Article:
A source of unwanted adducts in product oligonucleotides has been identified as an impurity in N-methylimidazole, one of the capping agents used in the synthesis processes. The impurity has been found in some industrial lots of N-methylimidazole as 1,3,5-trimethylhexahydro-1,3,5-triazine and/or its Schiff base, N-methylenemethanamine. The two impurities are usually present in equilibrium in N-methylimidazole. For purposes of convenience and easy reference, the two impurities are referred to singularly as 1,3,5-trimethylhexahydro-1,3,5-triazine. The triazine content in N-methylimidazole has been observed to be as high as about 40 to about 70 ppm (parts per million parts by weight). The triazine may be identified in N-methylimidazole with analytical techniques such as gas chromatograph mass spectroscopy (GCMS) and proton NMR.
In the process of the present invention, the problem of impure N-methylimidazole was resolved by seeking industrial lots of N-methylimidazole that were substantially free of the triazine. Preferably, the N-methylimidazole has about 10 ppm or less of the triazine by weight based on the weight of the N-methylimidazole. Most preferably, the N-methylimidazole has about 1 ppm or less of the triazine.
In a first step of the process, a blocked nucleotide is provided. The blocked nucleotide initially used is preferably provided in a form covalently linked to a support, such as silica or a polymer. The blocked nucleotide is variously derived and selected from among available heterocyclic nucleic acid bases. The blocked nucleotide is deblocked to form a deblocked nucleotide. In one embodiment of the invention, the deblocking is preferably carried out via reaction with an amount of dichloroacetic acid in the presence of toluene or dichloromethane.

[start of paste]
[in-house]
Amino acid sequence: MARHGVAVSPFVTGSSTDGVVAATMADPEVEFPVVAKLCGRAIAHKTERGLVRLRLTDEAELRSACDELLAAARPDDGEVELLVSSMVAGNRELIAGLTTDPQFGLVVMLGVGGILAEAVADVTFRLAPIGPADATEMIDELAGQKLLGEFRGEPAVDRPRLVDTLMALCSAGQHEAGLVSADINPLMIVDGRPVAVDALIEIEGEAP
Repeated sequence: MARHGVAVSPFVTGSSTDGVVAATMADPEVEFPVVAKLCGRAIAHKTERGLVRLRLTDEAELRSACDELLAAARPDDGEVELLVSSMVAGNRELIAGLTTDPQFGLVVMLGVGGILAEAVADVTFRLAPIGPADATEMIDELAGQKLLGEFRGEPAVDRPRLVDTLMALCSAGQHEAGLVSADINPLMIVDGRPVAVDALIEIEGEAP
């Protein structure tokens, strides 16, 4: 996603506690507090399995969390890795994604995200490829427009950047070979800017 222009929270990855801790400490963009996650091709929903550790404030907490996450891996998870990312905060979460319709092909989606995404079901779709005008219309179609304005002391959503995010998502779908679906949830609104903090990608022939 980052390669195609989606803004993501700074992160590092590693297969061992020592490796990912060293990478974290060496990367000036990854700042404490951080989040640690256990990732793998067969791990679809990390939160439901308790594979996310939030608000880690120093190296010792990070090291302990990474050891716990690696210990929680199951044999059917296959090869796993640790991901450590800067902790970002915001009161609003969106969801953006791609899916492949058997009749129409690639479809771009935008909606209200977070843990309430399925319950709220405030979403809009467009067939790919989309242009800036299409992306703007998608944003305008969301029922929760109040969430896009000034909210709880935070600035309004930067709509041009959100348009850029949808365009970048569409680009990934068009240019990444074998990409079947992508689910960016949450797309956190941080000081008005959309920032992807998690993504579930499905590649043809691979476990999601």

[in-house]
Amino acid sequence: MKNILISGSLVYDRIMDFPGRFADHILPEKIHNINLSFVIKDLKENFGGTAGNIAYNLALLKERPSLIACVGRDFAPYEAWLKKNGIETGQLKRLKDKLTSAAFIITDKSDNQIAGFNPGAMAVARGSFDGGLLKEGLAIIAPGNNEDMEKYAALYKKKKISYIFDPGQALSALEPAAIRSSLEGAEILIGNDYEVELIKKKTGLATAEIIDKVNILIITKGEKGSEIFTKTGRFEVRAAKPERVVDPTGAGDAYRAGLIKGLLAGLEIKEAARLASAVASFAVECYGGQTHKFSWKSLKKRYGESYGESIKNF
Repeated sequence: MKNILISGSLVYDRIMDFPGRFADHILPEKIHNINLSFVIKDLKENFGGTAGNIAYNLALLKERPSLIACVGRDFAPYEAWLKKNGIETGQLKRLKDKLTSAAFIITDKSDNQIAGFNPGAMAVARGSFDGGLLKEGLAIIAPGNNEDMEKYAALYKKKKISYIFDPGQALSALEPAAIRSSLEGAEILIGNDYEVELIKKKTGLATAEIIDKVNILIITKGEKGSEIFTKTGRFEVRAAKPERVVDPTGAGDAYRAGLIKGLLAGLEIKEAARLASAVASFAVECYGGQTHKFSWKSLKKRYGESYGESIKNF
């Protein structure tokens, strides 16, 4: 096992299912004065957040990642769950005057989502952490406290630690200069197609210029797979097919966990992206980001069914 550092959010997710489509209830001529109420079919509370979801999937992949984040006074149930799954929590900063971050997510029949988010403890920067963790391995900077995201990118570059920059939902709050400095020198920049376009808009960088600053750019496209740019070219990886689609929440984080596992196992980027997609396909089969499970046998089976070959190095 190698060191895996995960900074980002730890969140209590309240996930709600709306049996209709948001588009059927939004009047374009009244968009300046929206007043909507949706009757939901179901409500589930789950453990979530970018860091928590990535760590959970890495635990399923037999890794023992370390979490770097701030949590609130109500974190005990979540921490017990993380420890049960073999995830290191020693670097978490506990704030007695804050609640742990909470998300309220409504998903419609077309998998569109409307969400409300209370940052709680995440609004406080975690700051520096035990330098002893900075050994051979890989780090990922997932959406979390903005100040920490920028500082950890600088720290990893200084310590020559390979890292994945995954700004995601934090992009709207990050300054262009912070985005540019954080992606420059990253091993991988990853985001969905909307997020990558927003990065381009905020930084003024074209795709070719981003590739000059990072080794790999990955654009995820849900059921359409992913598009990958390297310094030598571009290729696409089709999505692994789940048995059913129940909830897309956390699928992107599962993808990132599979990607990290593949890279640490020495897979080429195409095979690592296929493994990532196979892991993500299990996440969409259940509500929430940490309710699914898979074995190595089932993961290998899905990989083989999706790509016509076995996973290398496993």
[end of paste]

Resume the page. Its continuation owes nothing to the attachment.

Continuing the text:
The deblocked nucleotide is then activated to prepare it for coupling with a phosphoramidite. Activation is carried out via contact with an activator.
After activation, the deblocked nucleotide is coupled, i.e., reacted, with a phosphoramidite to form a phosphite oligomer. The phosphoramidite is variously selected from among all available phosphoramidites. In formation of useful oligonucleotides, the coupling step will preferably be repeated until the desired oligonucleotide length is achieved.
Typically, during the coupling step, only a portion of the deblocked nucleotide react with the phosphoramidite. The unreacted nucleotides must be capped. Capping is carried out by reacting the unreacted nucleotides with an amount of acetic anhydride and an amount of N-methylimidazole that is substantially free of 1,3,5-trimethylhexahydro-1,3,5-triazine. The capped oligonucleotides are no longer available for subsequent nucleotide additions.
After capping, the phosphite oligomer is oxidized or sulfurized. In one embodiment of the process, the phosphite oligomer is oxidized via reaction with iodine in the presence of water and pyridine.
Additional disclosure concerning processes for making oligonucleotides is shown in U.S. Pat. No. 7,169,916 B2, which is incorporated herein by reference.
The features of the present invention will be made more apparent by the following examples, which are not to be construed as limiting.